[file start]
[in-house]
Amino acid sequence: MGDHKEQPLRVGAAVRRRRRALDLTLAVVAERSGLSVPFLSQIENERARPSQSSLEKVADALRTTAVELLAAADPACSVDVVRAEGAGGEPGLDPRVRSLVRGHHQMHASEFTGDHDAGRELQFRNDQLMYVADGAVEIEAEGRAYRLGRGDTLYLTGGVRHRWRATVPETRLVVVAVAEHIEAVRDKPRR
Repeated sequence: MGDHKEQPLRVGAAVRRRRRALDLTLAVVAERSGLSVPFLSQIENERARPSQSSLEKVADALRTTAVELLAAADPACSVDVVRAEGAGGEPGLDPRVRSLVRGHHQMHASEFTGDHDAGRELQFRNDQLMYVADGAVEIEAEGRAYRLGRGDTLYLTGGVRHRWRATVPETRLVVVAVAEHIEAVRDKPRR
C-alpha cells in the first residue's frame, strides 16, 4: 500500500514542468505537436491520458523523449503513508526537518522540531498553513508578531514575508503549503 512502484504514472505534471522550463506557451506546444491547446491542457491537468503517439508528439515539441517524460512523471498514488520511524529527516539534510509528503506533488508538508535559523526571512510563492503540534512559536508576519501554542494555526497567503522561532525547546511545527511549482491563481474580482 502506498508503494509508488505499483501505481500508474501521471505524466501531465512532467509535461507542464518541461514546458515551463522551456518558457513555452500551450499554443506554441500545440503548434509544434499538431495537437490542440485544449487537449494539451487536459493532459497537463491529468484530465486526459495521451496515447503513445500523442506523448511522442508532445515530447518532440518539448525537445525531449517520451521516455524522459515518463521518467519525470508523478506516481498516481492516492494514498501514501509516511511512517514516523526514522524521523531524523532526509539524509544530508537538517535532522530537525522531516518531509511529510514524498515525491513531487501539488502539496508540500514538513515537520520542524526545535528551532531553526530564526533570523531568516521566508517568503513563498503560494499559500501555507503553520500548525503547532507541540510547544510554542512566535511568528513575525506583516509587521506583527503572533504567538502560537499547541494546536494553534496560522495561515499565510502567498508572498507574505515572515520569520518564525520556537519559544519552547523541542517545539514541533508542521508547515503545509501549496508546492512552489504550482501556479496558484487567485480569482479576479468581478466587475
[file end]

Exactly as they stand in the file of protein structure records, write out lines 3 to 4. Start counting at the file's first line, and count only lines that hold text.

Repeated sequence: MGDHKEQPLRVGAAVRRRRRALDLTLAVVAERSGLSVPFLSQIENERARPSQSSLEKVADALRTTAVELLAAADPACSVDVVRAEGAGGEPGLDPRVRSLVRGHHQMHASEFTGDHDAGRELQFRNDQLMYVADGAVEIEAEGRAYRLGRGDTLYLTGGVRHRWRATVPETRLVVVAVAEHIEAVRDKPRR
C-alpha cells in the first residue's frame, strides 16, 4: 500500500514542468505537436491520458523523449503513508526537518522540531498553513508578531514575508503549503 512502484504514472505534471522550463506557451506546444491547446491542457491537468503517439508528439515539441517524460512523471498514488520511524529527516539534510509528503506533488508538508535559523526571512510563492503540534512559536508576519501554542494555526497567503522561532525547546511545527511549482491563481474580482 502506498508503494509508488505499483501505481500508474501521471505524466501531465512532467509535461507542464518541461514546458515551463522551456518558457513555452500551450499554443506554441500545440503548434509544434499538431495537437490542440485544449487537449494539451487536459493532459497537463491529468484530465486526459495521451496515447503513445500523442506523448511522442508532445515530447518532440518539448525537445525531449517520451521516455524522459515518463521518467519525470508523478506516481498516481492516492494514498501514501509516511511512517514516523526514522524521523531524523532526509539524509544530508537538517535532522530537525522531516518531509511529510514524498515525491513531487501539488502539496508540500514538513515537520520542524526545535528551532531553526530564526533570523531568516521566508517568503513563498503560494499559500501555507503553520500548525503547532507541540510547544510554542512566535511568528513575525506583516509587521506583527503572533504567538502560537499547541494546536494553534496560522495561515499565510502567498508572498507574505515572515520569520518564525520556537519559544519552547523541542517545539514541533508542521508547515503545509501549496508546492512552489504550482501556479496558484487567485480569482479576479468581478466587475